Summer is the perfect time of year to get outside and cook, and there’s all sorts of opportunities to do so! With just your grill and ingredients, you can produce some amazing dishes. Barbecuing is a favorite among American cooking techniques, but you probably know how to make a mean barbecue chicken by now. Consider upping the stakes by smoking meat this summer. Of course, every cut and type of meat should be treated differently, and you’re bound to learn a few techniques of your own. As you start your smoking adventure, take a look at these tips for getting the perfect level of flavor:
Know your woods
Using a wood smoker allows you to impart the delicate flavors of different types of wood smoke into a dish’s overall flavor profile. These smokers cook meat using the heat and smoke from burning wood chips. Alder, cherry, hickory, apple, maple, pecan and oak are just a few of the many different types of wood from which you can choose. Read up on each type before you select one, as you will pick your wood based on the flavor it produces and the meat you are cooking. Stronger meat flavors should be paired with a wood that won’t be overpowered by the food.
Use smoker recommendations
Your smoker will come with manufacturer suggestions that tell you how much wood to use. Follow the guide to get the right amount of flavor in your meat. If you use more wood chips than the smoker calls for, you’ll oversmoke the meat, giving it an off taste. Oversmoking can even cause some poultry to turn an unappetizing gray color.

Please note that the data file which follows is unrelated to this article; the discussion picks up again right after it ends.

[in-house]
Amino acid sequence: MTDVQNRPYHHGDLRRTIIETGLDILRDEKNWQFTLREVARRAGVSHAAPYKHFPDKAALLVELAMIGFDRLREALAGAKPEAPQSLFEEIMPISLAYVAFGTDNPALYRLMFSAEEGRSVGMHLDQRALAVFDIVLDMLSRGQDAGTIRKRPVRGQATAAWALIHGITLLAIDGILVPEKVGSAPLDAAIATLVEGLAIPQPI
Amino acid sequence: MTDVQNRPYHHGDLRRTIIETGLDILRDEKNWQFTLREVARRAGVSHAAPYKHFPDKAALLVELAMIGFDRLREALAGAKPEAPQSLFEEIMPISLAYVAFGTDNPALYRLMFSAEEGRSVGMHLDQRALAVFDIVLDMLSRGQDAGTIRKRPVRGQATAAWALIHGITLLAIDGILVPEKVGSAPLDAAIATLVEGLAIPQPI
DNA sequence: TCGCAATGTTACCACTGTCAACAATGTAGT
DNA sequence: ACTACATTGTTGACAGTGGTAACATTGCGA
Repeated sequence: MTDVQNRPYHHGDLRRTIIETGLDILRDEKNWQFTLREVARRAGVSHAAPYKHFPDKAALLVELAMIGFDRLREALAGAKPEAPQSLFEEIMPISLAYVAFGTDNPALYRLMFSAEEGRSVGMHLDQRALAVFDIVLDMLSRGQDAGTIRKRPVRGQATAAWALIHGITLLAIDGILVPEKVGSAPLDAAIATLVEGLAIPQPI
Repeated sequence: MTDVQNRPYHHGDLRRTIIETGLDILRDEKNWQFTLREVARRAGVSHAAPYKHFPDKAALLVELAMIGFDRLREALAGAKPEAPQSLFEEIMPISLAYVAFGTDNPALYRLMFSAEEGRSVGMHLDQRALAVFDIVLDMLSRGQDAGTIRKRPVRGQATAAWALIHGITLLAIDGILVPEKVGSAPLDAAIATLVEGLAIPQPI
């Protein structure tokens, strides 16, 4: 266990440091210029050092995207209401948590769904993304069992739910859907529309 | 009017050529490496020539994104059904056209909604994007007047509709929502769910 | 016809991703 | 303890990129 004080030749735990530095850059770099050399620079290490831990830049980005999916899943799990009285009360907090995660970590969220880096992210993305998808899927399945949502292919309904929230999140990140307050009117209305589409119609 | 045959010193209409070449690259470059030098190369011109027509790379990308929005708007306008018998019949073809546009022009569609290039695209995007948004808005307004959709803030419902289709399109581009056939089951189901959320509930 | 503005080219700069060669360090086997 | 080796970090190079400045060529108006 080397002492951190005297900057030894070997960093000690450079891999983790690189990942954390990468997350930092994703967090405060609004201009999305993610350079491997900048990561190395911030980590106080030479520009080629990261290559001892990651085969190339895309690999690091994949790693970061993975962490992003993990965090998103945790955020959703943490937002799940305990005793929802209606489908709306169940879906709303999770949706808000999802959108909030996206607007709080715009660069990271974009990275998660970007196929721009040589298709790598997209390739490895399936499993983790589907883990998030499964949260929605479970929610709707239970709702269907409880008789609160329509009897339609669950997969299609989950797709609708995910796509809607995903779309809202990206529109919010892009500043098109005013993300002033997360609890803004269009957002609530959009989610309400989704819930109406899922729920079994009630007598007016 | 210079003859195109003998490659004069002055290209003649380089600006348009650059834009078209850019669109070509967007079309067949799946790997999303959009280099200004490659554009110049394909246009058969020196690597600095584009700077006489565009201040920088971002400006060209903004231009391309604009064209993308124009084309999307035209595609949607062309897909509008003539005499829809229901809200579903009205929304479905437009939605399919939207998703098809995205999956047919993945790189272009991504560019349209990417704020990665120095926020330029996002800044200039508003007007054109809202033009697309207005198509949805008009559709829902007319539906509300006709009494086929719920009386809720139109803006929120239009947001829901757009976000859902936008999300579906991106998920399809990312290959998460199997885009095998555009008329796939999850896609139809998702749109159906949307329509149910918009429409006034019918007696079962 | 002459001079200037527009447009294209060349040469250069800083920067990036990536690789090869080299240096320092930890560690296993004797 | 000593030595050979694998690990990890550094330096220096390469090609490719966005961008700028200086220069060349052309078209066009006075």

Talk to your butcher
When you buy your meat, don’t be afraid to talk to the butcher. This person is well versed in protein, as he or she works with it all day. Butchers can suggest cuts that are great for smoking, the types of wood to pair with your meat, and how long to cook each item. If you decide to try one of their suggestions, let them know how the meal turned out next time you stop by. This way you can begin to develop a rapport with your butcher, which is sure to result in the swapping of many more amazing recipes.
Keep the fat on
As bacon has taught us, fat imparts flavor in meat. Leave the fat on your cut as you smoke it to allow all that amazing taste to seep into your food. The fat will melt as your meat smokes, so you won’t have to worry about eating it.